Detecting steganography is difficult. The field dedicated to this topic is called "steganalysis".

The current threat from this type of technology is unclear and probably small. As This technique is somewhat new on the threatscape and appears to be gaining a foothold, as well as the potential applications of this technology, this author recommends maintaining acute awareness. If you are a large organization or one potentially prone to attacks such as APTs, more serious review and education into this technology is warranted.

Here are some potential avenues to consider exploring:

  • Awareness and exposure: There Is a lot of material available in the public domain for anybody who wishes to learn more about this technique.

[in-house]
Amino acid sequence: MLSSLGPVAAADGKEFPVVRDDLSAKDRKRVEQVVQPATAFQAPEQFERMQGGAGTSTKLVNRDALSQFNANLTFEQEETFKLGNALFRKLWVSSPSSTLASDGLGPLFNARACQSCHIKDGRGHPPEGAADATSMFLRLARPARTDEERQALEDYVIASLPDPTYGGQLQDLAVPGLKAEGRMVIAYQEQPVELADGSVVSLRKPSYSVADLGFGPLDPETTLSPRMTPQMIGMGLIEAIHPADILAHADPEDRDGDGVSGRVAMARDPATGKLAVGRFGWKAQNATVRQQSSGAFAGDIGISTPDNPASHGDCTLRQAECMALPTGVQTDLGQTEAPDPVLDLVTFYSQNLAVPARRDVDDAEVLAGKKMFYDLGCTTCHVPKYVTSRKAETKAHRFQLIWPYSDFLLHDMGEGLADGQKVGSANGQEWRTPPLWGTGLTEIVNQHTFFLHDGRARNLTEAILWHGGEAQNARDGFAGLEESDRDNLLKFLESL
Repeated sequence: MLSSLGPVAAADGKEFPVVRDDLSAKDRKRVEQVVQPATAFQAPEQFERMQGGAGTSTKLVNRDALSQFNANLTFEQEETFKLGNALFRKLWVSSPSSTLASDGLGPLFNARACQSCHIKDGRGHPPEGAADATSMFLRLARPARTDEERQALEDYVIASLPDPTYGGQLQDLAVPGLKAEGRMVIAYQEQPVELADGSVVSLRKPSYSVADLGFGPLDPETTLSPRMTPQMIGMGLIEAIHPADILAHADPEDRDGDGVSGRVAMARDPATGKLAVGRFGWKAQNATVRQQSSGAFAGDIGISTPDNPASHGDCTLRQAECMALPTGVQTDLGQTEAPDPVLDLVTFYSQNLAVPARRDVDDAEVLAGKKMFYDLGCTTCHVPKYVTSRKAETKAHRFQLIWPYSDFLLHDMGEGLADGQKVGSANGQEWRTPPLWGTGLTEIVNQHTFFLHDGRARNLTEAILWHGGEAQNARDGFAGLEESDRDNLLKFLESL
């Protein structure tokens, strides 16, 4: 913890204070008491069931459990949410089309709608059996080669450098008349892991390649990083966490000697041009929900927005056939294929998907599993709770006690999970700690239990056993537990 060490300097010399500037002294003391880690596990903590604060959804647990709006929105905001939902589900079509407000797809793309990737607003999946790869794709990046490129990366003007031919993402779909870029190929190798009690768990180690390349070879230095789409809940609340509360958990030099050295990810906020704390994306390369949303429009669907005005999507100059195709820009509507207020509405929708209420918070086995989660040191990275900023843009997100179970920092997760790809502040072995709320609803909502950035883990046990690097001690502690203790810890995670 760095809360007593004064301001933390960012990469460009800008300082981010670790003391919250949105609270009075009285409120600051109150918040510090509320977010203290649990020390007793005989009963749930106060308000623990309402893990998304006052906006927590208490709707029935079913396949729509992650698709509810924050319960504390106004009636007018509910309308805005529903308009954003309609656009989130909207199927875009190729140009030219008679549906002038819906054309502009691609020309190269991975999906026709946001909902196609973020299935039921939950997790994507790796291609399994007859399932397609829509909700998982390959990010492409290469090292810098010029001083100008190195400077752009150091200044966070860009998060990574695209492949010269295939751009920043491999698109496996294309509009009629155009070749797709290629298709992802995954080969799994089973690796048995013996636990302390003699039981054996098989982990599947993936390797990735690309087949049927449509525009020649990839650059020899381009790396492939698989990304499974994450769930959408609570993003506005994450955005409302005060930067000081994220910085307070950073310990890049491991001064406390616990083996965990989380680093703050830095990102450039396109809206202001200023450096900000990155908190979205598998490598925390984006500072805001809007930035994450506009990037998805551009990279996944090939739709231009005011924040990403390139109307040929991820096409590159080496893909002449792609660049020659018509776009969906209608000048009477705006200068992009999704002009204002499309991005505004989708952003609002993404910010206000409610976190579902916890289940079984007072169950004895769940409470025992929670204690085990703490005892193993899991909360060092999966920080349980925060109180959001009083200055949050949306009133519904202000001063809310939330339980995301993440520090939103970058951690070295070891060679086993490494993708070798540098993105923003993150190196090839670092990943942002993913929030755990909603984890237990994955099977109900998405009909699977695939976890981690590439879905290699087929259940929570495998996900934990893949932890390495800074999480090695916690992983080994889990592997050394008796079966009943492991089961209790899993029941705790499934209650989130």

• Education And certification: There are companies that certify people to hunt for this technology, for example BackBone Security's Steganography Analysis and Research Center and WhetStone Technologies.
  • Security Testing: Customers should consider security testing to assess their risk of exposure to this technique. Things To consider when performing tests: the capability of the tools, security design, risk scenarios, potential countermeasures, threat characterization, threat behaviour, internal security procedure/workflow/escalation design.

One final note: to illustrate the nature of this technology a short message is steganographically embedded in this post using text steganography. The key is as follows: write down the first letter of each sentence where the second word is capitalized.  For the technically inclined, this is also very similar to chaffing-and-winnowing.